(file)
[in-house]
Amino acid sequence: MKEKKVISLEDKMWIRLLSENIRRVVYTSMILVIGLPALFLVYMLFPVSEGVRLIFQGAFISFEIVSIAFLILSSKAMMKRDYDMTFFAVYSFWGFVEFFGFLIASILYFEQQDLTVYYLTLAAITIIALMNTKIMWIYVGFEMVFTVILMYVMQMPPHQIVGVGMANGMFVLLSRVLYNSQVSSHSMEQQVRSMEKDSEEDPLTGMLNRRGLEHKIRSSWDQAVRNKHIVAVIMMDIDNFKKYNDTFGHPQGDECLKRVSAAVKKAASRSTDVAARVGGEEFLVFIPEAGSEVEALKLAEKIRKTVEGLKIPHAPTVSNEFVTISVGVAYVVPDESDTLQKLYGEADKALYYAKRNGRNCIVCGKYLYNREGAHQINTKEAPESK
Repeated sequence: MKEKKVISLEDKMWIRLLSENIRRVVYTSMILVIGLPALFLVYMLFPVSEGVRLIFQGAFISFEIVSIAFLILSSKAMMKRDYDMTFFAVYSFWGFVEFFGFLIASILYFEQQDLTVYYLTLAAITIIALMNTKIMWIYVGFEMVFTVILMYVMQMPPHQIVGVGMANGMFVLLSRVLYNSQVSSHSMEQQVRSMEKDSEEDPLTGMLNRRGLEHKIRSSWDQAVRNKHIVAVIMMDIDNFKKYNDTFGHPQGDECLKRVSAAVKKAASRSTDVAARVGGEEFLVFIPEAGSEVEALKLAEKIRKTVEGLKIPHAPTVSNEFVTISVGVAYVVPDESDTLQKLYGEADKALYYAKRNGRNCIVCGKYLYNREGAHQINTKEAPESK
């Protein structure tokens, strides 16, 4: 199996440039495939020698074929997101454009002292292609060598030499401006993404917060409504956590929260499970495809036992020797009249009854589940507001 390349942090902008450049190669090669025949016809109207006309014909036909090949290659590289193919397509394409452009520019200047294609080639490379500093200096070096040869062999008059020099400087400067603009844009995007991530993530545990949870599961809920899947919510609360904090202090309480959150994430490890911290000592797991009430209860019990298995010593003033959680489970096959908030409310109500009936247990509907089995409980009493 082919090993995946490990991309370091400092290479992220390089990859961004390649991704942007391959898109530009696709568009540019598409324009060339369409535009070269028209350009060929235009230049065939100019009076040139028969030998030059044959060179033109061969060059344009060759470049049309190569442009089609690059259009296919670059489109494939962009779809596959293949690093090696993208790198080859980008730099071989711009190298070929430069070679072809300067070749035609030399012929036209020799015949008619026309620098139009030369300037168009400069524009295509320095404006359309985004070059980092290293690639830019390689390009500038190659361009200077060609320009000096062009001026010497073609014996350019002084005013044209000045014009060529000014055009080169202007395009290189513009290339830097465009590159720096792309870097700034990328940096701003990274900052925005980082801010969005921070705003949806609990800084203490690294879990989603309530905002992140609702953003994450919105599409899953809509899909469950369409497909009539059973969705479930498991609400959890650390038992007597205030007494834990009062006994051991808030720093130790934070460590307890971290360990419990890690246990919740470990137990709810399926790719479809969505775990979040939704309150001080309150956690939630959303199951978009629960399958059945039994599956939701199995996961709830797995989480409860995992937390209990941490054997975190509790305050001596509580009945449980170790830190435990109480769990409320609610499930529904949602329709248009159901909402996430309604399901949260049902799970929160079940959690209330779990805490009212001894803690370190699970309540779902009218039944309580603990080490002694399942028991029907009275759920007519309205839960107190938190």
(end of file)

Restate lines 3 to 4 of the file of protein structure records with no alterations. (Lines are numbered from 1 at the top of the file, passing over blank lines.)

Repeated sequence: MKEKKVISLEDKMWIRLLSENIRRVVYTSMILVIGLPALFLVYMLFPVSEGVRLIFQGAFISFEIVSIAFLILSSKAMMKRDYDMTFFAVYSFWGFVEFFGFLIASILYFEQQDLTVYYLTLAAITIIALMNTKIMWIYVGFEMVFTVILMYVMQMPPHQIVGVGMANGMFVLLSRVLYNSQVSSHSMEQQVRSMEKDSEEDPLTGMLNRRGLEHKIRSSWDQAVRNKHIVAVIMMDIDNFKKYNDTFGHPQGDECLKRVSAAVKKAASRSTDVAARVGGEEFLVFIPEAGSEVEALKLAEKIRKTVEGLKIPHAPTVSNEFVTISVGVAYVVPDESDTLQKLYGEADKALYYAKRNGRNCIVCGKYLYNREGAHQINTKEAPESK
């Protein structure tokens, strides 16, 4: 199996440039495939020698074929997101454009002292292609060598030499401006993404917060409504956590929260499970495809036992020797009249009854589940507001 390349942090902008450049190669090669025949016809109207006309014909036909090949290659590289193919397509394409452009520019200047294609080639490379500093200096070096040869062999008059020099400087400067603009844009995007991530993530545990949870599961809920899947919510609360904090202090309480959150994430490890911290000592797991009430209860019990298995010593003033959680489970096959908030409310109500009936247990509907089995409980009493 082919090993995946490990991309370091400092290479992220390089990859961004390649991704942007391959898109530009696709568009540019598409324009060339369409535009070269028209350009060929235009230049065939100019009076040139028969030998030059044959060179033109061969060059344009060759470049049309190569442009089609690059259009296919670059489109494939962009779809596959293949690093090696993208790198080859980008730099071989711009190298070929430069070679072809300067070749035609030399012929036209020799015949008619026309620098139009030369300037168009400069524009295509320095404006359309985004070059980092290293690639830019390689390009500038190659361009200077060609320009000096062009001026010497073609014996350019002084005013044209000045014009060529000014055009080169202007395009290189513009290339830097465009590159720096792309870097700034990328940096701003990274900052925005980082801010969005921070705003949806609990800084203490690294879990989603309530905002992140609702953003994450919105599409899953809509899909469950369409497909009539059973969705479930498991609400959890650390038992007597205030007494834990009062006994051991808030720093130790934070460590307890971290360990419990890690246990919740470990137990709810399926790719479809969505775990979040939704309150001080309150956690939630959303199951978009629960399958059945039994599956939701199995996961709830797995989480409860995992937390209990941490054997975190509790305050001596509580009945449980170790830190435990109480769990409320609610499930529904949602329709248009159901909402996430309604399901949260049902799970929160079940959690209330779990805490009212001894803690370190699970309540779902009218039944309580603990080490002694399942028991029907009275759920007519309205839960107190938190």